Advocates of a fully free, laissez-faire society are likely familiar with the following scenario. You provide a clear, well-concretized explanation of what capitalism is and why it is moral, only to be met with a question that seemingly wipes out everything you just said: “But if physical force were legally forbidden, taxation would be out; so how would a rights-protecting government be financed?” The implication being: A truly free society might sound great in theory, but it’s impossible in practice.
In addressing this question, it is important to emphasize that the elimination of taxation is not the first but the last step on the road to a fully rights-respecting society.1 The first steps are to educate people about the moral propriety of freedom, to cut government spending on illegitimate programs, and to begin the process of limiting government to the protection of rights. But, here as everywhere, the moral is the practical, and we who advocate a rights-respecting society would do well to understand—and to be able to articulate—how the government in such a society would be funded.
Let’s begin by summarizing the nature of government, the reason we need it, and its legitimate functions and elements. Then we’ll turn to the question of how to fund it.
The Nature, Need, and Proper Functions of Government
A government is an institution with a monopoly on the use of physical force in a given geographic area. The government can legally use force, and no one else can—unless the government permits it. A government makes laws, enforces its laws, and punishes those who break its laws. This is true of all governments, proper and improper.
A proper government is one that protects rights by banning physical force from social relationships, and by using force only in retaliation and only against those who initiate its use.2 A proper government outlaws murder, rape, assault, fraud, extortion, and the like; prosecutes those it has reason to believe have committed crimes; punishes those found guilty of committing crimes; protects citizens from foreign aggressors; and settles rights-oriented disputes among citizens.
Why do we need such an institution? Why can’t we do without government? The answer, in brief, is that we cannot live and prosper if we constantly have to worry about being assaulted by criminals, being attacked by foreign aggressors, or coming to blows or worse with fellow citizens. Let’s elaborate briefly on each point.3
1. Some people don’t respect rights and will use force to get what they want.
Consider Ted Bundy, Bernie Madoff, Bill Ayers, the Mafia, the Ku Klux Klan, and company. If we want to live peaceful, productive, happy lives, warring with such goons is no way to do it. By delegating to a government the task of using retaliatory force against those who initiate force, we can go about living and loving our lives as we morally should. In the absence of a government, we would be constantly consumed with the problem of protecting ourselves from predators and nihilists, gangs of which would roam the cities and countryside seeking to rape, pillage, and plunder; and we would have to form militias or gangs ourselves in order to protect our lives, our property, our loved ones.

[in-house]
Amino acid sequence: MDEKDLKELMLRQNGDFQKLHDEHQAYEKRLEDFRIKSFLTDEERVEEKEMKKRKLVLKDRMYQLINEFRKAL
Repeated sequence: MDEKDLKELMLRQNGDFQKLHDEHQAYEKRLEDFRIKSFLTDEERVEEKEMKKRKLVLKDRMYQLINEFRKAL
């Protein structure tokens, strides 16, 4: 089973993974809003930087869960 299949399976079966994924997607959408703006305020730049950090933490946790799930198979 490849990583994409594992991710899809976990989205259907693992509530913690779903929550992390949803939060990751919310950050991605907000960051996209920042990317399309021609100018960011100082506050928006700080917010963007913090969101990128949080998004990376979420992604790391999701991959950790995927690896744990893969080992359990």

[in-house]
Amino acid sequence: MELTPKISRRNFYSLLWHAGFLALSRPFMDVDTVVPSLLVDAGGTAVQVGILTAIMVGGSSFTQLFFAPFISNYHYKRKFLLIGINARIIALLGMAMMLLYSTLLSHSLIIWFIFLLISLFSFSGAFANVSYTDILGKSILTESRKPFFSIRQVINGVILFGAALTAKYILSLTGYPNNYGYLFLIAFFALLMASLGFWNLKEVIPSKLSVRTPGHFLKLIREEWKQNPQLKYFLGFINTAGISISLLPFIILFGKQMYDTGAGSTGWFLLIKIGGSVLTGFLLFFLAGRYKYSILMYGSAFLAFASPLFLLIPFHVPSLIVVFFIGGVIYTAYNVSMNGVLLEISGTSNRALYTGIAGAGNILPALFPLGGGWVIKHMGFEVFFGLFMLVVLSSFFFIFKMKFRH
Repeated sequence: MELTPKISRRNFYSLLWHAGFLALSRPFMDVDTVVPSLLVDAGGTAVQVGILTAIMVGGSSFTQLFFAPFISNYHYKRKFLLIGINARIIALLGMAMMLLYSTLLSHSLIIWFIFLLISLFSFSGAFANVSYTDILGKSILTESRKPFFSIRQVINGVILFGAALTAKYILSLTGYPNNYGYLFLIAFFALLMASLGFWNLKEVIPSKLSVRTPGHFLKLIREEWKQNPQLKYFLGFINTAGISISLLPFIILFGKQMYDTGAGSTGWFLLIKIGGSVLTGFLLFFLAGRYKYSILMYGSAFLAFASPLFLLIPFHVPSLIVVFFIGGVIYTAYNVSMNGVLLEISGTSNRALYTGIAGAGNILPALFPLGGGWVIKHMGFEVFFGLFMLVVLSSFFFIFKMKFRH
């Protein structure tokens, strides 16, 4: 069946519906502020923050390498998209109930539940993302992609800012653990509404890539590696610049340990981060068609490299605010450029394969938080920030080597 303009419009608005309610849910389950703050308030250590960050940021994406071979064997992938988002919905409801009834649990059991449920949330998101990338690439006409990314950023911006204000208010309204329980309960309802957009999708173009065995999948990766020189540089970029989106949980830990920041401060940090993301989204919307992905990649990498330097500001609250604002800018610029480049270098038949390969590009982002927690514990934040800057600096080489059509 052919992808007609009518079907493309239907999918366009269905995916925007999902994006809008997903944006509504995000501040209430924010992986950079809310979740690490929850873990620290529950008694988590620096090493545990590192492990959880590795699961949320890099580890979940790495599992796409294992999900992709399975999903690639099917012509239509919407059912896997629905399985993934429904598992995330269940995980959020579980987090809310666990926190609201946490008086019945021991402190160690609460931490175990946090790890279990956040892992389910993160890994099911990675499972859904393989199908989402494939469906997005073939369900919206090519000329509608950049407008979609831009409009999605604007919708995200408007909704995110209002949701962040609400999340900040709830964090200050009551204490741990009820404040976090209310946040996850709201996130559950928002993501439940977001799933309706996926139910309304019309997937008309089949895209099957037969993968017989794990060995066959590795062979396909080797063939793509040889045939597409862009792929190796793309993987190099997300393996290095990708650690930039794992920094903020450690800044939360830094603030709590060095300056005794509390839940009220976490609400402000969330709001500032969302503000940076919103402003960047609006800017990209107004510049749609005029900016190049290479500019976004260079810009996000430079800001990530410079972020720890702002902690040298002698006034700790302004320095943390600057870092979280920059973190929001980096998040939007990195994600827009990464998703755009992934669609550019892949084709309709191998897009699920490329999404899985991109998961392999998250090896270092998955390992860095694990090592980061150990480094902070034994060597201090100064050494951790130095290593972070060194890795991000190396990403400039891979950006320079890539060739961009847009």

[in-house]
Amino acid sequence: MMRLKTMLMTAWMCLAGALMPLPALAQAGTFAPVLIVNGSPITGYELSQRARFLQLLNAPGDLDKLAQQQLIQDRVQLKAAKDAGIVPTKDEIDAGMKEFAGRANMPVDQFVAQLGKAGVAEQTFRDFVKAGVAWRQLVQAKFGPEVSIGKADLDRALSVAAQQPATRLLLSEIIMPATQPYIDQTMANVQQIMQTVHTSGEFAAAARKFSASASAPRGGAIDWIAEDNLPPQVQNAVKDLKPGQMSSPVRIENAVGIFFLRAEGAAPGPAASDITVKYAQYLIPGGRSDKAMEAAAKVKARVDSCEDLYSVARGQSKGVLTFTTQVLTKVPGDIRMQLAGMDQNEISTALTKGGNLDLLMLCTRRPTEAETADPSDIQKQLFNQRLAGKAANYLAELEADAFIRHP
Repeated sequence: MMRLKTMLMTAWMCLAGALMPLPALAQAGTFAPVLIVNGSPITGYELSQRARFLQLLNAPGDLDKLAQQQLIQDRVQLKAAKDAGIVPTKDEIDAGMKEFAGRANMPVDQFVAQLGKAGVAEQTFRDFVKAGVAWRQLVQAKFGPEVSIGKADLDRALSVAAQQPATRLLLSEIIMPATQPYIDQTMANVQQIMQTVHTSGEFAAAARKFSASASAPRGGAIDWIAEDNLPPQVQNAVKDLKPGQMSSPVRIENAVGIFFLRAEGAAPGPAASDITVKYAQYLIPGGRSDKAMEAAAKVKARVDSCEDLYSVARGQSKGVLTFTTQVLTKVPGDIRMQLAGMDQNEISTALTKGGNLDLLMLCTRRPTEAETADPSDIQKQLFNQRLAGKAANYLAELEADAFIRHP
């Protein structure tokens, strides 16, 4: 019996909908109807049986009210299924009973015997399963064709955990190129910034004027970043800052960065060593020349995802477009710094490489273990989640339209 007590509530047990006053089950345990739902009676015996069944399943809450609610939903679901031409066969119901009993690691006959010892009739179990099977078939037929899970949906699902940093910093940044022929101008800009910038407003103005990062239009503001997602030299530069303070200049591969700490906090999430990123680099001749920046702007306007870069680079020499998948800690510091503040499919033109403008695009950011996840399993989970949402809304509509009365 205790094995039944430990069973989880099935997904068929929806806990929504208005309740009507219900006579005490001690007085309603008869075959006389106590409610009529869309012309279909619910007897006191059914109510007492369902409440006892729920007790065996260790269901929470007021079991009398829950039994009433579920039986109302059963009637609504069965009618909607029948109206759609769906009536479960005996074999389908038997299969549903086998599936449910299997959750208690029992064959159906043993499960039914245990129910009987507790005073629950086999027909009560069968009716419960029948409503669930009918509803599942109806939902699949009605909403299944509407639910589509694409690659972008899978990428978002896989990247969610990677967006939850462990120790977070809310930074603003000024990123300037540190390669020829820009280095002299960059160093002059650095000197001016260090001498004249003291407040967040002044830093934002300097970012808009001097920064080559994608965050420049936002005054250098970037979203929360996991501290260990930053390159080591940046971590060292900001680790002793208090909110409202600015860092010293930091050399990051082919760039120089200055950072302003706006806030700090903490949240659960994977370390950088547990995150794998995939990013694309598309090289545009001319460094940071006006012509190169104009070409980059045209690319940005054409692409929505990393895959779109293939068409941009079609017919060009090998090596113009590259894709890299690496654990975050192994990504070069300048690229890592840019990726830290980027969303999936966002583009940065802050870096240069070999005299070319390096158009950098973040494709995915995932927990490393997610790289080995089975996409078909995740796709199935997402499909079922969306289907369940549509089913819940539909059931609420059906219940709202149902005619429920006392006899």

A rights-protecting government solves this problem by providing rights-protecting laws, police, courts, and prisons.
2. Foreign aggressors, rogue regimes, and terrorist groups can and do seek to coerce or kill us.
Consider the murderous regimes in Iran, Saudi Arabia, and North Korea; and terrorist groups such as al Qaeda, Hamas, and Hezbollah. When theocratic, fascist, socialist, or other evil regimes or groups threaten our lives or liberties, we need a means of eliminating the threats. A rights-protecting government, equipped with a capable military, serves that purpose. Without such a government, we would have to fend off foreign aggressors ourselves—which would require us to form militias and gangs—which, in turn, would cause the further problem of the threats that such gangs, unhindered by a government of laws, would pose to our rights.
A rights-protecting government solves this problem by providing an objectively controlled military, whose function is limited to dealing with foreign aggressors.
3. Rights disputes can and do arise among rational, honest, rights-respecting people.
Good people can and sometimes do disagree over business contracts, marriage contracts, property lines, rights-of-way, water supplies, and other matters pertaining to their rights—and sometimes they are unable to settle such disputes on their own. In the absence of a government with objectively defined laws and impartial courts, such disputes could and sometimes would turn violent.
A rights-protecting government solves this problem by providing an objective means of adjudication.
In sum, a government dedicated to the protection of rights enables us to live in relative safety from criminals and foreign aggressors, and to peacefully settle disputes concerning rights.
What would be the scope of such a government? And what would it consist of? . . .